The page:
A key aspect of critical thinking is the ability to discard or change an idea when needed. Often as designers it can be easy to attach oneself to an idea/design concept/etc and as the process moves along it can be difficult to realise that these ideas need to evolve, to develop or to be put to the side. The design process is an evolving path and refinement comes from evaluating ideas and steps along this path and limiting undue emotional attachment certainly helps to move between phases towards a synthesized design.
Critical evaluation requires a variety of methods and sticking to one form of design development limits the understanding of the concepts. Physical models, digital testing, hand drawing, collages, etc are examples of development tools which encourage ideas and an understanding of where the design is at. Evaluating a range of mediums encourages a depth of critical thinking.
A knowledge of what’s happening in the world of architecture is also essential, by viewing architectural examples the brain learns to review and builds a subconscious library of design examples which will help to generate ideas for your own projects.
There are many considerations and influencing factors within the design process and this obviously creates something of a “juggling act”. A designer must respond to these factors appropriately and an example of this is logic versus creativity. Too much logical thought and the design may became stale and ideas difficult to generate while too much creativity may compromise functional requirements. Critical thinking is the ability to weigh up the effects and needs of the different factors involved. Ultimately the concept of critical thinking is a broad one and the best way to effectively apply it is through continual practice. Each person will have differing opinions and it is advisable for everybody to find their own methods for critically evaluating their designs. An example that I have used is a physical model to test shadow effects for a facade idea:
I have looked at a number of aspects during the course of my site analysis but there are a couple of conditions which appeal to me and which I will focus on. They are:
- Context buildings – Southbank has a number of key architectural exemplars such as the Queensland Performing Arts Centre (QPAC), Gallery of Modern Art (GOMA), the State Library and more recently the ABC Headquarters and the new Convention and Exhibition Centre. Each of these buildings has its own distinctive architectural characteristics and between them there is a wide range of design attributes including form, materiality, climate response, etc. I think this variety and the individualism of these buildings adds depth to the area, it adds interest. Southbank and close suburbs (e.g. West End, South Brisbane) are cultural precincts and encourage a strong community atmosphere and while variety and individualism are inherent in communities, their success comes when the parts fit together to service the whole. The planning structures and connections between the buildings are elements which help to connect these to create a functional whole. So while there are examples of design variety, these examples still respect the context in which they lie so that the community as a whole may function together.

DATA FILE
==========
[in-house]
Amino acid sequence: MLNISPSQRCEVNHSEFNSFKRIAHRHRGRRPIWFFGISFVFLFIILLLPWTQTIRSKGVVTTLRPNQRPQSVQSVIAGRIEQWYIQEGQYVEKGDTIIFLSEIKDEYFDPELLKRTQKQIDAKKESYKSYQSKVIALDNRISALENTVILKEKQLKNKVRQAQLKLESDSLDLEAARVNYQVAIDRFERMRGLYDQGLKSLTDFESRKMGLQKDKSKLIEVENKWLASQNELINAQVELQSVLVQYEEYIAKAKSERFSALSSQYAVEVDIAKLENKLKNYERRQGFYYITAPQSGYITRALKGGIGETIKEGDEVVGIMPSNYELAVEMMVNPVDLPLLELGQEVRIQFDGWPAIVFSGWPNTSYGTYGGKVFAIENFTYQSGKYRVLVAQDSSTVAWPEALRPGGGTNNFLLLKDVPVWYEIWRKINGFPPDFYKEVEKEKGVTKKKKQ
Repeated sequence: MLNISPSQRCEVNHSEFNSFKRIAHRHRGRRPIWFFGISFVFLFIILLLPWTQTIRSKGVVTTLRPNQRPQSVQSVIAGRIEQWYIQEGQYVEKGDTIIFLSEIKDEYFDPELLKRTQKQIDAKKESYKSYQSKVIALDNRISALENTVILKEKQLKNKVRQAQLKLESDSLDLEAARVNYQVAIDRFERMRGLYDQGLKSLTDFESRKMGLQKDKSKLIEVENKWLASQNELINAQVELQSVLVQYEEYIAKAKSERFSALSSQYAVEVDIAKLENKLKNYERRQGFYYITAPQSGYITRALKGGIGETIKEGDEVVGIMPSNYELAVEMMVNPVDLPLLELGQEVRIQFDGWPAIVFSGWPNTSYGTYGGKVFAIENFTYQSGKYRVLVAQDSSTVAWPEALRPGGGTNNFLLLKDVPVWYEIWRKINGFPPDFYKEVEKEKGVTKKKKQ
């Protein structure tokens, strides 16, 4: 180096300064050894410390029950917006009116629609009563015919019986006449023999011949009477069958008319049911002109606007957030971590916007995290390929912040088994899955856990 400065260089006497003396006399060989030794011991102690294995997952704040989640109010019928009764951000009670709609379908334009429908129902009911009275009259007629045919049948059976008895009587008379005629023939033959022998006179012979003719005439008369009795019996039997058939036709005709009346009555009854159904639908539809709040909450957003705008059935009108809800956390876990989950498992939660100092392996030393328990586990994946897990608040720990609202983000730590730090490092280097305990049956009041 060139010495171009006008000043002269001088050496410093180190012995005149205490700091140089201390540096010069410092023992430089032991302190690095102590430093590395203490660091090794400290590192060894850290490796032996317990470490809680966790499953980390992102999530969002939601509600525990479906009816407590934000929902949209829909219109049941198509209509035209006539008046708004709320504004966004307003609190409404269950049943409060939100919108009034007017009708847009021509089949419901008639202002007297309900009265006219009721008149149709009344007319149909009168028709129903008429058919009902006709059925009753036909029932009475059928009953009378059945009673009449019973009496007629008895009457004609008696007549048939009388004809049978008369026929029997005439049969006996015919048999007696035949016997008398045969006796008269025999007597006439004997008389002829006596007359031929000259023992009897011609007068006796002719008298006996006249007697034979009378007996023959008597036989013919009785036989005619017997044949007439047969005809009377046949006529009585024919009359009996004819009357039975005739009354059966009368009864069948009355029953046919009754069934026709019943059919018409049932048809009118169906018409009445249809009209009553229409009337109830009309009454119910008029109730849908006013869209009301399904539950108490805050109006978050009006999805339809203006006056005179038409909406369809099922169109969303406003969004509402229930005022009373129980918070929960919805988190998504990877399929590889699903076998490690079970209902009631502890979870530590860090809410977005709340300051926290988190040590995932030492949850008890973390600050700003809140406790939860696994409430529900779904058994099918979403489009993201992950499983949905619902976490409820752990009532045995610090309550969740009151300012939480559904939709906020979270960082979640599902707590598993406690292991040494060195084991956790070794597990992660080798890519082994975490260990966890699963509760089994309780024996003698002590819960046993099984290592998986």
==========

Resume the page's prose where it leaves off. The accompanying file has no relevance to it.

- The site, positioned in close proximity to these precincts has strong connections on a wider scale but on a human scale these relationships are weakened by factors such as lack of visual access, distance to walk may put off some potential visitors, etc. Therefore, while there are still plenty of pedestrians passing by the site, as a community engagement center virtual networks could dramatically improve the buildings involvement with the wider community.
These two conditions are the most interesting to me and are the influencing force for my design concept.
Accessed from: http://www.australianscience.com.au/news/urban-informatics-interview-with-marcus-foth/ March 29, 2013.
The progression of information technology has been so quick that undoubtedly it’s opportunities and potentials are nowhere near fully understood. The last few years has seen a dramatic improvement of mobile technology which has opened up an unprecedented level of access to information and entertainment. At any time and in any place (obviously provided your not in the wilderness) smartphone owners can answer questions or pass away time by reaching into their pockets. While mobile devices and the internet in general offers obvious benefits, such as freedom, opportunities to learn or entertainment (to name a few) there are some arguable drawbacks. For example, some argue the popularity of social media is resulting in reduced face-to-face interactions as people spend more time communicating via a screen.